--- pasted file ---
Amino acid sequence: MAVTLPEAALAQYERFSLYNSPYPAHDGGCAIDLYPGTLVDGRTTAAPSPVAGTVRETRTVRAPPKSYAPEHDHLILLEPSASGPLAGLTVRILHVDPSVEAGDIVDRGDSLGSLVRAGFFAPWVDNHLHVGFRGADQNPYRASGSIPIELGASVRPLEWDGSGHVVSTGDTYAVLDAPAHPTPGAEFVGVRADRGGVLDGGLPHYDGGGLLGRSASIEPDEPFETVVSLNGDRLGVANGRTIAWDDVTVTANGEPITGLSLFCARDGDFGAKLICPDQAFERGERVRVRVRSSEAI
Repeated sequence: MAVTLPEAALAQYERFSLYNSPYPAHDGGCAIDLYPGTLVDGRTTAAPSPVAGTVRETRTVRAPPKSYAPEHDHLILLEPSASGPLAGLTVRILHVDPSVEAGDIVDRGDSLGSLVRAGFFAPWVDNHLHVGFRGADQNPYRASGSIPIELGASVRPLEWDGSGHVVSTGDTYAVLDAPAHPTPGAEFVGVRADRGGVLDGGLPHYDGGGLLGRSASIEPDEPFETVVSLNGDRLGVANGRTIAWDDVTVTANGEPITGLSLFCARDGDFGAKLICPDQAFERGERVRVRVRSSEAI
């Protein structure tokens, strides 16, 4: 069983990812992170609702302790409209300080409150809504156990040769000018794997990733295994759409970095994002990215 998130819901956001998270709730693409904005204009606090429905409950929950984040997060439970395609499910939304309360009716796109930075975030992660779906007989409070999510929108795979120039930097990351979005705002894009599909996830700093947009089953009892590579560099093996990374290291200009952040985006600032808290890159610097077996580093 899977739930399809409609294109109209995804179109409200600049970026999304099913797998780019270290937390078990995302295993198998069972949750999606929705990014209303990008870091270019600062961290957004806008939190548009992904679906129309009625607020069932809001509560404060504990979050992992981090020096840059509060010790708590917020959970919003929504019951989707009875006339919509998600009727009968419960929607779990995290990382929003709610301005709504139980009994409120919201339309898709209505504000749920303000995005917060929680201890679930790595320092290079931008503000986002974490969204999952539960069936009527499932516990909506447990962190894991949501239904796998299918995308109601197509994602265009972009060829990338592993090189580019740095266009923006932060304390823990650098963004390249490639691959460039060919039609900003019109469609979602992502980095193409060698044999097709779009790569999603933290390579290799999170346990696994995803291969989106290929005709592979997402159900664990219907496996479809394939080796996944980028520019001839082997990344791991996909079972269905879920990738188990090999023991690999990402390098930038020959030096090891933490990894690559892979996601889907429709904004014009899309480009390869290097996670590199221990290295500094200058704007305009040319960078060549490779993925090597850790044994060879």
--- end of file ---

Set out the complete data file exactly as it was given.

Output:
Amino acid sequence: MAVTLPEAALAQYERFSLYNSPYPAHDGGCAIDLYPGTLVDGRTTAAPSPVAGTVRETRTVRAPPKSYAPEHDHLILLEPSASGPLAGLTVRILHVDPSVEAGDIVDRGDSLGSLVRAGFFAPWVDNHLHVGFRGADQNPYRASGSIPIELGASVRPLEWDGSGHVVSTGDTYAVLDAPAHPTPGAEFVGVRADRGGVLDGGLPHYDGGGLLGRSASIEPDEPFETVVSLNGDRLGVANGRTIAWDDVTVTANGEPITGLSLFCARDGDFGAKLICPDQAFERGERVRVRVRSSEAI
Repeated sequence: MAVTLPEAALAQYERFSLYNSPYPAHDGGCAIDLYPGTLVDGRTTAAPSPVAGTVRETRTVRAPPKSYAPEHDHLILLEPSASGPLAGLTVRILHVDPSVEAGDIVDRGDSLGSLVRAGFFAPWVDNHLHVGFRGADQNPYRASGSIPIELGASVRPLEWDGSGHVVSTGDTYAVLDAPAHPTPGAEFVGVRADRGGVLDGGLPHYDGGGLLGRSASIEPDEPFETVVSLNGDRLGVANGRTIAWDDVTVTANGEPITGLSLFCARDGDFGAKLICPDQAFERGERVRVRVRSSEAI
């Protein structure tokens, strides 16, 4: 069983990812992170609702302790409209300080409150809504156990040769000018794997990733295994759409970095994002990215 998130819901956001998270709730693409904005204009606090429905409950929950984040997060439970395609499910939304309360009716796109930075975030992660779906007989409070999510929108795979120039930097990351979005705002894009599909996830700093947009089953009892590579560099093996990374290291200009952040985006600032808290890159610097077996580093 899977739930399809409609294109109209995804179109409200600049970026999304099913797998780019270290937390078990995302295993198998069972949750999606929705990014209303990008870091270019600062961290957004806008939190548009992904679906129309009625607020069932809001509560404060504990979050992992981090020096840059509060010790708590917020959970919003929504019951989707009875006339919509998600009727009968419960929607779990995290990382929003709610301005709504139980009994409120919201339309898709209505504000749920303000995005917060929680201890679930790595320092290079931008503000986002974490969204999952539960069936009527499932516990909506447990962190894991949501239904796998299918995308109601197509994602265009972009060829990338592993090189580019740095266009923006932060304390823990650098963004390249490639691959460039060919039609900003019109469609979602992502980095193409060698044999097709779009790569999603933290390579290799999170346990696994995803291969989106290929005709592979997402159900664990219907496996479809394939080796996944980028520019001839082997990344791991996909079972269905879920990738188990090999023991690999990402390098930038020959030096090891933490990894690559892979996601889907429709904004014009899309480009390869290097996670590199221990290295500094200058704007305009040319960078060549490779993925090597850790044994060879």